The Gospel: John 5:1-9
After Jesus healed the son of the official in Capernaum, there was a festival of the Jews, and Jesus went up to Jerusalem.
Now in Jerusalem by the Sheep Gate there is a pool, called in Hebrew Beth-zatha, which has five porticoes. In these lay many invalids-- blind, lame, and paralyzed. One man was there who had been ill for thirty-eight years. When Jesus saw him lying there and knew that he had been there a long time, he said to him, "Do you want to be made well?" The sick man answered him, "Sir, I have no one to put me into the pool when the water is stirred up; and while I am making my way, someone else steps down ahead of me." Jesus said to him, "Stand up, take your mat and walk." At once the man was made well, and he took up his mat and began to walk. Now that day was a sabbath.
Prayer: Lord, you have promised that when two or three gather in your name you will be present with them. We depend on that promise today and pray that you will move among us. Lord, we pray that have you inspired Mike's preparation, that you will enliven his presentation and that you will empower our application. Amen
The Message: Today in the RCL, that we follow for our lectionary, there are two options for the Gospel reading. The first one is John 14: 23 - 29 and the second one is John 5: 1-9
So when it comes time to prepare a message or a sermon for today the person speaking has the option of choosing one or the other. Today I chose to focus on John 5. But I am going to take a few minutes to lay a foundation for my thoughts about John 5 by referring to John 14.
John 14: 25- 29 says this:
“I have said these things to you while I am still with you. But the Advocate, the Holy Spirit, whom the Father will send in my name, will teach you everything and remind you of all that I have said to you. Peace I leave with you; my peace I give to you. I do not give to you as the world gives. Do not let your hearts be troubled, and do not let them be afraid. You heard me say to you, ‘I am going away, and I am coming to you.’ If you loved me, you would rejoice that I am going to the Father, because the Father is greater than I. And now I have told you this before it occurs, so that when it does occur you may believe."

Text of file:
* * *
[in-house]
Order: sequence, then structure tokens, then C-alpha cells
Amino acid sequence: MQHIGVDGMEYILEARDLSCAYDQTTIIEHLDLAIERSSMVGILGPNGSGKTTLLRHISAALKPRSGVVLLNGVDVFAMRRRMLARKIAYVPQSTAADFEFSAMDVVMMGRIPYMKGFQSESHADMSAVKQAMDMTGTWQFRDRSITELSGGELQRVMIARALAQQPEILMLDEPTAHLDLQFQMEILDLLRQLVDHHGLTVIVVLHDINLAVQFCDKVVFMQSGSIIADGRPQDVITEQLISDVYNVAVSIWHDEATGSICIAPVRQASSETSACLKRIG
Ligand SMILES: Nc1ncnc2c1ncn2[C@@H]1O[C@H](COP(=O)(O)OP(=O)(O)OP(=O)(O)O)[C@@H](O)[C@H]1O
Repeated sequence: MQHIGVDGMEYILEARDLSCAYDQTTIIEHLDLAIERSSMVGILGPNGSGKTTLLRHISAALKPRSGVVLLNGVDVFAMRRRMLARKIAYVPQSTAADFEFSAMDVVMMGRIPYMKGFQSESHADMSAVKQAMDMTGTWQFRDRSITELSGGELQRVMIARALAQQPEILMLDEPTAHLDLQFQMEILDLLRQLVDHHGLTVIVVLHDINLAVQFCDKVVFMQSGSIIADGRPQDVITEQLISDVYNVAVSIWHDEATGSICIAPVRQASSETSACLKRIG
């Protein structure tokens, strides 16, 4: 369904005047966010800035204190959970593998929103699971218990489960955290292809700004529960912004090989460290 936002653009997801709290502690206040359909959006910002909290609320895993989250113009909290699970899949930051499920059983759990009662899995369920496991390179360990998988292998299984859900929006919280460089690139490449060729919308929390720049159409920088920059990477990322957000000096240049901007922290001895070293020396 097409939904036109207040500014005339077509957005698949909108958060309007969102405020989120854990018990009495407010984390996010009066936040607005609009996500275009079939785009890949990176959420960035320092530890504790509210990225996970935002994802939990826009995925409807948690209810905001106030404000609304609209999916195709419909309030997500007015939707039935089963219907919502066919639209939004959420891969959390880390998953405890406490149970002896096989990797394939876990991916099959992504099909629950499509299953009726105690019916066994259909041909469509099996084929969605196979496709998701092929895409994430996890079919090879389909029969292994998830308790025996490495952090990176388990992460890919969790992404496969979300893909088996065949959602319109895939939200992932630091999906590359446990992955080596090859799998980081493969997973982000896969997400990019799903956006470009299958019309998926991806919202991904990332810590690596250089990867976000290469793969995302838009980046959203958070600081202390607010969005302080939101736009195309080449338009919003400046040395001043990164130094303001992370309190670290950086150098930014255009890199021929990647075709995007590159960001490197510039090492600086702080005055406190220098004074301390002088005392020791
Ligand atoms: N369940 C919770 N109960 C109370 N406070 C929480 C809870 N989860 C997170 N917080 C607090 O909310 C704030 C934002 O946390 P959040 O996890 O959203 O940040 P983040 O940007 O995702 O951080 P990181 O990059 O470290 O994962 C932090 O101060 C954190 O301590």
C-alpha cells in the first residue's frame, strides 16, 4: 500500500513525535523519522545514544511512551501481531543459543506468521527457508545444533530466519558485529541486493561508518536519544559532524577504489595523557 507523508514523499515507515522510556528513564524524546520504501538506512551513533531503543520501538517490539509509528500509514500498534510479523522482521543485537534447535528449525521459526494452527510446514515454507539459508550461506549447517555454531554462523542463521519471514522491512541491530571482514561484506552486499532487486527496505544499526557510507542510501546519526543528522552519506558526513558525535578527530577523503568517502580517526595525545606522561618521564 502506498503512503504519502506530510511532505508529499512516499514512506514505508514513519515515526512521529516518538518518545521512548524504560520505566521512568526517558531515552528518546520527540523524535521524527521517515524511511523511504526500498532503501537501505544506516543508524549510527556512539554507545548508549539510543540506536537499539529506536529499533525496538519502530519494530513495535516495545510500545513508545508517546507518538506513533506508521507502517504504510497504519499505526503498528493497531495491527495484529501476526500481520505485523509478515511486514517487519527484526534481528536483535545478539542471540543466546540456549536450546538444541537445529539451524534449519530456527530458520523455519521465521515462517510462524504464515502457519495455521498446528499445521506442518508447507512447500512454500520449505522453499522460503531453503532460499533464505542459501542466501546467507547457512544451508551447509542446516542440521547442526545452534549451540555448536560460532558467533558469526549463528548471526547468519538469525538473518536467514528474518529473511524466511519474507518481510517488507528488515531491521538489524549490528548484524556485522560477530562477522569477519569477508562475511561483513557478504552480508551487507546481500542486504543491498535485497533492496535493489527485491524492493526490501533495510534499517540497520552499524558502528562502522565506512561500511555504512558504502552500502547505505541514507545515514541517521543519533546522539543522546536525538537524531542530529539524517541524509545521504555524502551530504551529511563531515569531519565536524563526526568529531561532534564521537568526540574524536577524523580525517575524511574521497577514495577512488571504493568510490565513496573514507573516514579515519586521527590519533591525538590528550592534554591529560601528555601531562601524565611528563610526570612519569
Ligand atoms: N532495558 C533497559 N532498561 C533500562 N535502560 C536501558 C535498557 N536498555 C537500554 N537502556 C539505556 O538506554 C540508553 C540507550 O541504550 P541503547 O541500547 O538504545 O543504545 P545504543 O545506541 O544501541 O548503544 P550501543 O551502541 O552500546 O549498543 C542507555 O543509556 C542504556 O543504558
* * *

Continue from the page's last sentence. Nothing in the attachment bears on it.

In these few sentences, the great promise of the Holy Spirit and the spirit's role in our lives is laid out. Along with the role of the spirit, there is also the promise of the Lord's peace to be with us.
Which leads me to wonder what might stop me / us from experiencing that wonderful companionship and peace in my life / in our lives?
As I was considering that question I found myself thinking about time and excuses. I found myself considering how much time I give to the Holy Spirit in my life and what excuses I make for not being willing, to live my life as fully as I can, from a Christian / Holy Spirit motivated perspective.
At the end of our time of worship and communion this morning we will say together our concluding prayer. Now we say this prayer, or one similar to it, every time we have communion. But do we stop and think about what it asking of us and what it says about how we will live our lives this coming week.
The prayer goes like this: "Eternal God, heavenly Father, you have graciously accepted us as living members of your Son our Savior Jesus Christ, and you have fed us with spiritual food in the Sacrament of his Body and Blood. Send us now into the world in peace, and grant us strength and courage to love and serve you with gladness and singleness of heart; through Christ our Lord. AMEN"
"Send us now into the world in peace, grant us strength and courage to love and serve you with gladness and singleness of heart"
Isn't that a wonderful phrase: "singleness of heart" In other words, our hearts are focused on the single purpose of serving and loving the Lord.
But the only way that we can do that is to be dependent on having peace and being granted the strength and courage to love and serve by the Holy Spirit.
As I reflect on that I have to ask myself how much time do I give to the Holy Spirit in my life? How do I make space for the Holy Spirit to provide the peace I need. Then am I open to the Holy Spirit giving me the strength and courage I need to love and serve with singleness of heart?
The Book of Common Prayer provides some wonderful prayers around those questions. This morning I want to encourage us to consider the words of the Collect for Guidance:
Heavenly Father, in you we live and move and have our being: We humbly pray you so to guide and govern us by your Holy Spirit, that in all the cares and occupations of our life we may not forget you, but may remember that we are ever walking in your sight; through Jesus Christ our Lord. Amen.